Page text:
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Purim

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Purim is all about appearances and how misleading they can be (disguise).

Normally we like to think that “what you see is what you get”. But the fact is that things are very rarely what they seem. A politician on the rise will say whatever needs to be said to gain support and cash. Money and taxes always play an important role in any campaigns. The Purim story includes all of these, political rivalries, manipulation, plots, seduction, alcohol and bribery.

The late and great Rav Moshe Shapiro of Brisk, Be’er Yaakov, and Etz Chaim liked to see Israeli politics in the story; secularists versus the religious and political corruption. He laced his Purim Torah with barbs.

The Jewish Agency, the Sochnut, has always been an object of derision ever since the state was founded in 1948; what was effectively the representative body of Jews in Palestine should have simply closed up shop and handed the keys to the elected government of Israel. But it remained a weak duplication of other institutions purporting to represent Israel’s link to World Jewry. It was given the task of encouraging and integrating Aliyah, immigration and the integration of new arrivals. Why you need a bloated bureaucracy for that, Lord only knows. All the more so since money was so short in the early years of the State that many would be immigrants were actually discouraged until funds were available. Nowadays it is clear that private enterprise usually does a much more efficient job for less.

The Jewish Agency used to send poorly qualified shelichim, representatives, around the world on expense-paid junkets, or to spend a few years outside Israel ostensibly working for the State but in reality amassing material goods that were still difficult to get back home. Yes, of course there were remarkable exceptions, but they only proved the rule.

I experienced all this at firsthand in education and communal affairs in the UK. We would tell jokes at their expense. Like the prize cow from Kibbutz Deganiah that was sent to Africa to show them how advanced Israeli agriculture was. Once there she just sat down in the field all day long, chewing the cud. The complaints started coming in, so the Head of the Cowshed went out to see what the Africans were complaining about, and he saw they were right. “Why is it that back home you were the most productive cow in Israel, but here you’re a lazy bum?” he asked. The cow replied, “In Israel I was a pioneer, here I am a Shaliach.” Or the Time and Motion study to make the Jewish Agency more efficient. The first bureaucrat interviewed explained that he came in to work at 8:00 AM, read the Haaretz newspaper till 11:00 AM, had coffee from 11:00 to 12:00, read the afternoon paper, Maariv, until 3:00, and then went home. The second fellow said exactly the same thing. So they fired one of them because there were two people doing the same job.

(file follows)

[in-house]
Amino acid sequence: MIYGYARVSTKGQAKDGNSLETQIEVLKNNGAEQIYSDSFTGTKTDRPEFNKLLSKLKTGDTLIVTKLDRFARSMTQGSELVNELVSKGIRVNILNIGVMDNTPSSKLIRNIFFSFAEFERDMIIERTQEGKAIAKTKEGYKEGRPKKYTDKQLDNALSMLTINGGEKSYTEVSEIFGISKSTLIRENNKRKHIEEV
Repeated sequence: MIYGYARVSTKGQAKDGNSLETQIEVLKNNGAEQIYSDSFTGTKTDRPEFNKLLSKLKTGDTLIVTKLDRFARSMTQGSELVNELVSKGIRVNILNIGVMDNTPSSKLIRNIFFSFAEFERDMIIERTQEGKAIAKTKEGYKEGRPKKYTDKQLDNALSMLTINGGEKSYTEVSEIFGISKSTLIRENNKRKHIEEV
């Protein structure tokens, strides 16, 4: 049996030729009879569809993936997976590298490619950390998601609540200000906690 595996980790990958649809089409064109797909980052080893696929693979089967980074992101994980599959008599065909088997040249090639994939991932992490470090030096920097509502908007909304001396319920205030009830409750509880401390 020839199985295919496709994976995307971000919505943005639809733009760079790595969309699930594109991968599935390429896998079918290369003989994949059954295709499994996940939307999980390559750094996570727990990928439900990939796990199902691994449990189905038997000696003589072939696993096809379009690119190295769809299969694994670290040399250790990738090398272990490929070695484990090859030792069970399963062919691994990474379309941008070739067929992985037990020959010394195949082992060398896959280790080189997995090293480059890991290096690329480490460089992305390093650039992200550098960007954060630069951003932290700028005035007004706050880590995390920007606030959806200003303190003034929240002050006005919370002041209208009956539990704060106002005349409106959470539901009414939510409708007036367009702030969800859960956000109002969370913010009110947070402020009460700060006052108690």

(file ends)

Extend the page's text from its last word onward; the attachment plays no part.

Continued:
Working for the Jewish Agency was a sinecure, a reward for hacks, placemen, and political also-rans. Over the years they tinkered here, it merged with the World Zionist Organization, but it still remained an incompetent and virtually irrelevant institution overlapping and interfering with legitimate government bodies. And still the money poured in, sometimes less, sometimes more, from government and abroad.

A recent survey of the Jewish Agency has revealed that its top pen pushers get paid hundreds of thousands of dollars a year, while its chief gets nearly three-quarters of a million. And for what exactly? No one really knows. They’ll bravely try to justify themselves with puffery of course. Who can’t? It’s just a dinosaur, a remnant of the old command and control approach of failed systems.

Here’s an example of Rav Shapiro’s Purim Torah. In the Book of Esther they set up a whole government department to gather in virgins to find a new wife for the king. They actually do find one, Esther, and they crown her. But then look at Esther 2:19. Why does it say, “And when they went out to gather virgins a second time”? If the department set up to do a job has done it, there’s no need for it, so surely you close it down. But not in Persia and not in Israel, and that’s the only reason the Jewish Agency still exists. Unless of course it takes on the obligation on Purim to give presents to friends and thinks this ought to go on all year round to anyone employed by it!

That of course was fifty years ago. Things have improved. Israel’s economy has escaped the deadening hand of pioneer left-wing doctrine (although in enriching a few well connected families, mafia bosses, and corrupt oligarchs it seems eager to imitate everything that’s wrong with Russian society). And actually nowadays anyone who has experienced American bureaucracy will confirm that it’s far worse than Israel’s which has improved dramatically. Sadly the Jewish Agency has not.

And this, my friends explains why it is so important to drink on Purim. Because otherwise you might get depressed and start crying, which is why we get dressed up–because as we all know, beneath the clown’s makeup, there’s a tear.

4 thoughts on “Purim

  1. My grandfather actually worked for the Jewish Agency for Palestine's office in Vienna. I am trying to find out more about what exactly he did for them, but they records are at the Central Zionist Archives here in Jerusalem and it is so hard to find anything there.

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